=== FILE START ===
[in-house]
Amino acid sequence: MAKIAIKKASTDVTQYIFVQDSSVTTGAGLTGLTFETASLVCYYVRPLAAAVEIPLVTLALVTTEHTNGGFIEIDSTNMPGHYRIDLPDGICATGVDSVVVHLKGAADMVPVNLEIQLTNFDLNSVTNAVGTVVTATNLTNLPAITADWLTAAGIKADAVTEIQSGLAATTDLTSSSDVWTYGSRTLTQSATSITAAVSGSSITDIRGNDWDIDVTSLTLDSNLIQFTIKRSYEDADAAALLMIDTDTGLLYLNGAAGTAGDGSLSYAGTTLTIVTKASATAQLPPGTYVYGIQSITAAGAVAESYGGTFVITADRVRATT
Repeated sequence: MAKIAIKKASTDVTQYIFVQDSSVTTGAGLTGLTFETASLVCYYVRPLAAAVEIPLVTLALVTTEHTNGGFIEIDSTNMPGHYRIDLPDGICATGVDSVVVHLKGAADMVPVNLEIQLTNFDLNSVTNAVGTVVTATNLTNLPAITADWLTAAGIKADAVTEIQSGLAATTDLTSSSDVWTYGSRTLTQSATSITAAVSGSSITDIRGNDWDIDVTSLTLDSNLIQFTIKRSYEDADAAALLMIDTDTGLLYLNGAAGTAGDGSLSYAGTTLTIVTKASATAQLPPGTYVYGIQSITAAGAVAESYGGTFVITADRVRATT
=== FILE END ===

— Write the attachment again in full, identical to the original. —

[in-house]
Amino acid sequence: MAKIAIKKASTDVTQYIFVQDSSVTTGAGLTGLTFETASLVCYYVRPLAAAVEIPLVTLALVTTEHTNGGFIEIDSTNMPGHYRIDLPDGICATGVDSVVVHLKGAADMVPVNLEIQLTNFDLNSVTNAVGTVVTATNLTNLPAITADWLTAAGIKADAVTEIQSGLAATTDLTSSSDVWTYGSRTLTQSATSITAAVSGSSITDIRGNDWDIDVTSLTLDSNLIQFTIKRSYEDADAAALLMIDTDTGLLYLNGAAGTAGDGSLSYAGTTLTIVTKASATAQLPPGTYVYGIQSITAAGAVAESYGGTFVITADRVRATT
Repeated sequence: MAKIAIKKASTDVTQYIFVQDSSVTTGAGLTGLTFETASLVCYYVRPLAAAVEIPLVTLALVTTEHTNGGFIEIDSTNMPGHYRIDLPDGICATGVDSVVVHLKGAADMVPVNLEIQLTNFDLNSVTNAVGTVVTATNLTNLPAITADWLTAAGIKADAVTEIQSGLAATTDLTSSSDVWTYGSRTLTQSATSITAAVSGSSITDIRGNDWDIDVTSLTLDSNLIQFTIKRSYEDADAAALLMIDTDTGLLYLNGAAGTAGDGSLSYAGTTLTIVTKASATAQLPPGTYVYGIQSITAAGAVAESYGGTFVITADRVRATT